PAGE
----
University Engineer's COVID-19 Response: Open-Source Ventilator Design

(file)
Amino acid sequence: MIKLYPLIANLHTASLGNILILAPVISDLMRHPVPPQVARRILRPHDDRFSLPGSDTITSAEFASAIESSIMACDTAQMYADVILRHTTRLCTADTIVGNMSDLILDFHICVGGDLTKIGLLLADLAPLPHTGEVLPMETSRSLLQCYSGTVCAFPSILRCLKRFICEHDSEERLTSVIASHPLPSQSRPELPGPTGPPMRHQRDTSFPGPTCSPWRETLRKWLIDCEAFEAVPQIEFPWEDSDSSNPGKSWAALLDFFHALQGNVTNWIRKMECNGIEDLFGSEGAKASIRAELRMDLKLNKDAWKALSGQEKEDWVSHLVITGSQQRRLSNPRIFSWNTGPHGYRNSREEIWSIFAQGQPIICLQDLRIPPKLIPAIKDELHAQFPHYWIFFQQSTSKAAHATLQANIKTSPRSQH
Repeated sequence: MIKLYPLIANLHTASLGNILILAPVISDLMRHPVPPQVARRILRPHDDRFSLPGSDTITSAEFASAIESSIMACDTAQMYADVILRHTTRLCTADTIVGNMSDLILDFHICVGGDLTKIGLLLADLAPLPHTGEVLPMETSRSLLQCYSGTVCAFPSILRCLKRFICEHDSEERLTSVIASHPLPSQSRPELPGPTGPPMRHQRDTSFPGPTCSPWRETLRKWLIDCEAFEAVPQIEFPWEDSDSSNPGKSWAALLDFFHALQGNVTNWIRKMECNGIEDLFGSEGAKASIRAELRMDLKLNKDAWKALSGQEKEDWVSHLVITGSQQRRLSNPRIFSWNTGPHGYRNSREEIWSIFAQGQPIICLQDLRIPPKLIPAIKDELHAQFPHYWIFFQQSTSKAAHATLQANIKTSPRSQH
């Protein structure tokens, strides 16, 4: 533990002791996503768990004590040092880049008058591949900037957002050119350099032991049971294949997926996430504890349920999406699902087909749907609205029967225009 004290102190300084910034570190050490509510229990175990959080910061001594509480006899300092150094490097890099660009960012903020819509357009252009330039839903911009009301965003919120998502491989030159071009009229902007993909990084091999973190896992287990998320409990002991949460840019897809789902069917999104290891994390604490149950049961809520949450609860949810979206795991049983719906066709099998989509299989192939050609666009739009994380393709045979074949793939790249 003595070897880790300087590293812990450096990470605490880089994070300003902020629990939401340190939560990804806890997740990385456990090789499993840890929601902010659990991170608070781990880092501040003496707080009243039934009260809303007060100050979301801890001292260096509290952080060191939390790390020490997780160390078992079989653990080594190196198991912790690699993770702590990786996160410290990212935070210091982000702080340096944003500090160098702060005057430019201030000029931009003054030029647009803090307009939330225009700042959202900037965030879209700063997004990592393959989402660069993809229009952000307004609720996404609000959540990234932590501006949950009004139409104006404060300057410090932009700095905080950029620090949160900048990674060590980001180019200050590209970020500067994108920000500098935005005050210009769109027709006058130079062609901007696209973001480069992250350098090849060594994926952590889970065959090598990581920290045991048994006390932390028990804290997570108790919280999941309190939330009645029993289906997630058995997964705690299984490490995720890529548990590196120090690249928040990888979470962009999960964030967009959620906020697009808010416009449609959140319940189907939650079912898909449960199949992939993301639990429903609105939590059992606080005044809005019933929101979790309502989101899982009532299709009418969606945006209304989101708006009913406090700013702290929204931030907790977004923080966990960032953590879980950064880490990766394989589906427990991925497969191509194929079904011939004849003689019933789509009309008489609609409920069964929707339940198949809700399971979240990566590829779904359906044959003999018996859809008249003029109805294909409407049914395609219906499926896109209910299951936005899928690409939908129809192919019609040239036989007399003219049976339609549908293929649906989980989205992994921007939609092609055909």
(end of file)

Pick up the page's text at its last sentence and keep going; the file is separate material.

As COVID-19 continues to place immense challenges on medical communities, one of the most pressing threats for hospitals across the country is a shrinking supply of ventilators. Vanderbilt University researchers are currently on the second version of a ventilator prototype and hope to soon move into the final prototype phase before manufacturing. “Maker communities around the globe are stepping up to address the pressing medical challenges presented by COVID-19, such as the need for personal protection equipment like face masks,” says Vanderbilt engineer and project leader Kevin Galloway. In the first prototype, Galloway wrapped nylon webbing around an Ambu bag and attached it to the crank arm of a windshield wiper motor to apply the repetitive squeezing force. The design worked, but the amount of squeeze needed to be controlled more precisely. Inspired by the Scotch Yoke Mechanism, Galloway built his second prototype using the same motor, drawer glides, and plywood — widely available materials and tools. Sensors and controls were added to the design to improve the safety and tune the “in-and-out” ratio to match normal breathing. His longterm goal is to make the design publicly available so anyone can build it.